Just in time for the holidays, Philadelphia based Jamaican reggae singer Elliven has released the track Christmas Time. It features deejay Hot Fyah.
Christmas Time was produced by Elliven's very own NAP Musiq label.
In a release to the media, Elliven revealed how the song came about.
'The idea for the song came about early one December day while moving about and I couldn't help but notice that people were in the Christmas vibe. The Christmas lights around the malls, and the houses adorned with Christmas decorations. It was then that the idea really hit me. Christmas is also my favourite time of the year', said Elliven.
Budding artiste Hot Fyah who is featured on Christmas Time, has appeared on several projects on the NAP Musiq label.
'The intention of releasing Christmas Time was to spread the joy of the season with family, friends and music lovers around the world', Elliven explained.
Christmas Time is just a precursor to what the artiste has prepared for 2013.
"Right now we have numerous projects in the pipeline so just stay tuned", he confided.
Elliven whose real name is Neville Palmer, scored success as a producer came via singer Daville's remake of Bryan Adams' 1980's hit We're in Heaven.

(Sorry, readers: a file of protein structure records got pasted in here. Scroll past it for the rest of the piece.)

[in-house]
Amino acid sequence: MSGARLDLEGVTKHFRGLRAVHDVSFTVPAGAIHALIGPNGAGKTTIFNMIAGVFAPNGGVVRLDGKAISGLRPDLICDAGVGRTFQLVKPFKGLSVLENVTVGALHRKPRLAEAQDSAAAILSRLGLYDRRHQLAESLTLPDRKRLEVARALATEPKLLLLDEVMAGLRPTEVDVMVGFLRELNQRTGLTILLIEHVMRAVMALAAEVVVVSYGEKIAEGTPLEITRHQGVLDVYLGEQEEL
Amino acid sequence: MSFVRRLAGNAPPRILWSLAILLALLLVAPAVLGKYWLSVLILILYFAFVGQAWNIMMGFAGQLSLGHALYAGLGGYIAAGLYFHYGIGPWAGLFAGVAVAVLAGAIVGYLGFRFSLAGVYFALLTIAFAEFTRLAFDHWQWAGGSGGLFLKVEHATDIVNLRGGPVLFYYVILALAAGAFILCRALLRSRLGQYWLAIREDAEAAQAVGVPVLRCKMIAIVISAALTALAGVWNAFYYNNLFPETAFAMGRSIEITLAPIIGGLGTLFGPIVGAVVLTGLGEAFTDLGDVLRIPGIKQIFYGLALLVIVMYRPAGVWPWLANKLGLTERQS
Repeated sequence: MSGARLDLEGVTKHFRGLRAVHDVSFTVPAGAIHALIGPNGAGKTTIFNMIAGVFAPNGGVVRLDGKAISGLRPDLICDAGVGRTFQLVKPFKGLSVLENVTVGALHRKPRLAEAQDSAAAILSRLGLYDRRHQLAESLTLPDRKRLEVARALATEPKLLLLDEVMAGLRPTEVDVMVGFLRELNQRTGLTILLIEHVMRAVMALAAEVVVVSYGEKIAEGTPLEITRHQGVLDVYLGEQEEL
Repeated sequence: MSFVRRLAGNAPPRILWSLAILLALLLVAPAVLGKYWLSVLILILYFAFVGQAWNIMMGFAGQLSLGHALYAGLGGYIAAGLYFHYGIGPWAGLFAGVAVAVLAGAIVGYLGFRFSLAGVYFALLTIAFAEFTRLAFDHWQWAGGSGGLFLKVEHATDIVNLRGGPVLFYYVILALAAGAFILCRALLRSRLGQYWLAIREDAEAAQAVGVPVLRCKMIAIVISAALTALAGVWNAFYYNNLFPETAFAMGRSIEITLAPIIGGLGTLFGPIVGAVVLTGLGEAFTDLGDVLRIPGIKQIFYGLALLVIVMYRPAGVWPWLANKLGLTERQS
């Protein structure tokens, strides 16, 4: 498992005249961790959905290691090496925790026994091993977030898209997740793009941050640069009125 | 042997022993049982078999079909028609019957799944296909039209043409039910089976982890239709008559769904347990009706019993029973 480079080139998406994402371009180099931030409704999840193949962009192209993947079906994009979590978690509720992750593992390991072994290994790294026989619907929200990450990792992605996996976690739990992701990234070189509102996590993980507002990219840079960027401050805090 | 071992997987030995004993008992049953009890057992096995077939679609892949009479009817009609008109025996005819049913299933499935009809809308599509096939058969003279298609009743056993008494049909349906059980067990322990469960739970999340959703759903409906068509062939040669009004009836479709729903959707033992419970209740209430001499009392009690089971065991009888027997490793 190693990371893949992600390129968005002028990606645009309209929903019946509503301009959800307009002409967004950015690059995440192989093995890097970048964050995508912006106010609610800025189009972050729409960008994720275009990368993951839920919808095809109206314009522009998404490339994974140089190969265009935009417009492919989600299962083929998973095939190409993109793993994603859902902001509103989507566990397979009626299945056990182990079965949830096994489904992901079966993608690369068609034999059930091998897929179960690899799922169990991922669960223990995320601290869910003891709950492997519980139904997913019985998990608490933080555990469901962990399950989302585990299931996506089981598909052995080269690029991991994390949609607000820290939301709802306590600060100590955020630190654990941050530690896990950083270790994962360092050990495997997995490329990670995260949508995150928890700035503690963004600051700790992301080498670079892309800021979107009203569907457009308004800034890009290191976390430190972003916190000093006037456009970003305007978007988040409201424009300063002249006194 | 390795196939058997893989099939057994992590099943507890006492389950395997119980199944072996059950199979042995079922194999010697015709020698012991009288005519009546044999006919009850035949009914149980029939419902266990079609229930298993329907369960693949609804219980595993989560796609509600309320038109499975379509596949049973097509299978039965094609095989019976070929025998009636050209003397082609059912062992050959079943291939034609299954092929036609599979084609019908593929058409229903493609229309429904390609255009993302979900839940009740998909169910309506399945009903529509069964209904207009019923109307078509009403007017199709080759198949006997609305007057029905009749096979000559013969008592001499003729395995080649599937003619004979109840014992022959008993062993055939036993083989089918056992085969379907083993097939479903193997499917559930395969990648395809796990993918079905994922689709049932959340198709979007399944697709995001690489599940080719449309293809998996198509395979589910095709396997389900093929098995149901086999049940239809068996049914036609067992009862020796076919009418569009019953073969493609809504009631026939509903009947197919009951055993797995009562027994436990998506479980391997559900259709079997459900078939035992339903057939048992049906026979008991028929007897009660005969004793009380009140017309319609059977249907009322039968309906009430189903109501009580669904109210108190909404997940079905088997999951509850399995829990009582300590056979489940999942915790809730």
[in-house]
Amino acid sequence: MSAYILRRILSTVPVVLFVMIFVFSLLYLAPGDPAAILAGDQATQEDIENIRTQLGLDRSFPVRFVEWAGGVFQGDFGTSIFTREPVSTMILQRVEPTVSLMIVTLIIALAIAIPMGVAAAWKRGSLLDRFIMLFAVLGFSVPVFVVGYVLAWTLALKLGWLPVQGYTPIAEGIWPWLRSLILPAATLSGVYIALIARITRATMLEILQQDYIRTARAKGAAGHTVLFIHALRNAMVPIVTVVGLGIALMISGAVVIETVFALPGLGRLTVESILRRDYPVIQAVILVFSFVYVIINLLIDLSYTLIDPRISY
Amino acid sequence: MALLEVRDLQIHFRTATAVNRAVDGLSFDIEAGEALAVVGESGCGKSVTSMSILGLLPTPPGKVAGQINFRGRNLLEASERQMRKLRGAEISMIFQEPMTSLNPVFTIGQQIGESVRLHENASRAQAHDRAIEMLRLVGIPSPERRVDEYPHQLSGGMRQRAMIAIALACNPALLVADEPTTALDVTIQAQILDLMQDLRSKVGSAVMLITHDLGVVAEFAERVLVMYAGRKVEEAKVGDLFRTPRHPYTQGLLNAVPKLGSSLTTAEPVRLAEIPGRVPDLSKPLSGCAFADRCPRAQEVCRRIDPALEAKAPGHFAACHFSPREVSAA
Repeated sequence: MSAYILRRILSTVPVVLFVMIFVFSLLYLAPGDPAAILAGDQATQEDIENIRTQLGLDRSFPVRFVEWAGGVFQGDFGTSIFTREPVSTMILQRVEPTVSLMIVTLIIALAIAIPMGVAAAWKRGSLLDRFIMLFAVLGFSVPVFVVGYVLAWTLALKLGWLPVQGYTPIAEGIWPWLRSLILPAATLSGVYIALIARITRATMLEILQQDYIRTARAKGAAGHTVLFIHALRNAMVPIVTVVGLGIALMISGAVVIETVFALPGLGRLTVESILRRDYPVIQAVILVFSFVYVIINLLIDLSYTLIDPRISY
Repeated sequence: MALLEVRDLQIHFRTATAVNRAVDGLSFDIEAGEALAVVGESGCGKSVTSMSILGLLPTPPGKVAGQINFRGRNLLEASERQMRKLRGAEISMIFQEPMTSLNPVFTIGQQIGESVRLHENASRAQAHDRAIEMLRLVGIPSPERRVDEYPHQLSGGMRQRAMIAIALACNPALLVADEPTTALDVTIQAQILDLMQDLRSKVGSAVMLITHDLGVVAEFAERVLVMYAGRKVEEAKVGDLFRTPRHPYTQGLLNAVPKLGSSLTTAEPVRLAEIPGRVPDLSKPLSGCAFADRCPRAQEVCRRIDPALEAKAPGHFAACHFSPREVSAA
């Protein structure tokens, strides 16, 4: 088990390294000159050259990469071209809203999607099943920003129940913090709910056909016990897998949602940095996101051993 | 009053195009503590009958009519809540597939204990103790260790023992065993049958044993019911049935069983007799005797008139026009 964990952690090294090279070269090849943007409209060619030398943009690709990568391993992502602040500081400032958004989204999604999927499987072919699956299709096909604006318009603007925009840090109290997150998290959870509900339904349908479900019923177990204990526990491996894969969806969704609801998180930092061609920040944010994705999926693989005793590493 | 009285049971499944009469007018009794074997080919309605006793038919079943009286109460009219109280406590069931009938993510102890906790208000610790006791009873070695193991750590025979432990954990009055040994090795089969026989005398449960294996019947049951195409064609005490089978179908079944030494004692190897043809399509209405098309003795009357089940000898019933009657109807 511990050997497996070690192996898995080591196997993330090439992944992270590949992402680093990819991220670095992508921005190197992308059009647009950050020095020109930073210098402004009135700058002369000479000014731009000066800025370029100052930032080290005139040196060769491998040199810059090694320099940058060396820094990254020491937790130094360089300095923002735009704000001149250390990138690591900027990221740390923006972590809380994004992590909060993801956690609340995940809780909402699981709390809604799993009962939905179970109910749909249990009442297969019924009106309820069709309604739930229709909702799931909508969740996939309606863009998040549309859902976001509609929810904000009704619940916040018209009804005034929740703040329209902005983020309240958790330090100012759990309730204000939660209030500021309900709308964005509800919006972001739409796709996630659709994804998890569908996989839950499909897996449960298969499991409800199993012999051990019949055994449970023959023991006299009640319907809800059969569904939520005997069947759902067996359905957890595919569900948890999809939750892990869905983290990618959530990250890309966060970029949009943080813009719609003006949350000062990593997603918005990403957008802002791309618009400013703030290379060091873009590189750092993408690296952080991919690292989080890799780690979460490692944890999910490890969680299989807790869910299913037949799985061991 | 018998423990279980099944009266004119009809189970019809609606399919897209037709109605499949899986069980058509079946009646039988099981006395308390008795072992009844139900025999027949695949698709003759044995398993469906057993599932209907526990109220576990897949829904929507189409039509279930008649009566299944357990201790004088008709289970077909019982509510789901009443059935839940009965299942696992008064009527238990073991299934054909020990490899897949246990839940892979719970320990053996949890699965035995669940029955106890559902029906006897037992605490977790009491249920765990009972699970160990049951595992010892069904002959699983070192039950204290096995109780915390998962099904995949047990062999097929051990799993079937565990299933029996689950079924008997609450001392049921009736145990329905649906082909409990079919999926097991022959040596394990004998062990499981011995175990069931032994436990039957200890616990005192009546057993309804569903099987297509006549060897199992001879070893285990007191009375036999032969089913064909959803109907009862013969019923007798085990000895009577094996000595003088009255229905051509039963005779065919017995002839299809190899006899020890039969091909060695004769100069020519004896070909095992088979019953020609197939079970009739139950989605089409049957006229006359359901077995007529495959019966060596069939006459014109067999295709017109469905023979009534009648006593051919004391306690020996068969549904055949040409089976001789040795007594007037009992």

Other projects from NAP Musiq included the Passion rhythm compilation which featured songs from Capleton, Turbulence, Luciano, Chuck Fenda, Anthony Cruz, and Richie Spice; the Wash Pan rhythm which contained tracks from Vybz Kartel, Elephant Man, Kip Rich, and Macka Diamond among others; the Spot Check rhythm which featured Beenie Man, RDX, Mr Peppa and Turbulence.
Originally from Bull Bay, he migrated to the states eleven years ago. "I am originally from the East, Bull Bay to be exact. I left Jamaica to further my education and to be with my family," said Palmer.
His long term goal is to build on the musical legacy left behind by the artistes who are no longer with us. "I want to build on the musical legacy that our icons such as Bob Marley, Peter Tosh and Dennis Brown and others left for us. I also want to be a positive inspiration to the youths," Palmer concluded.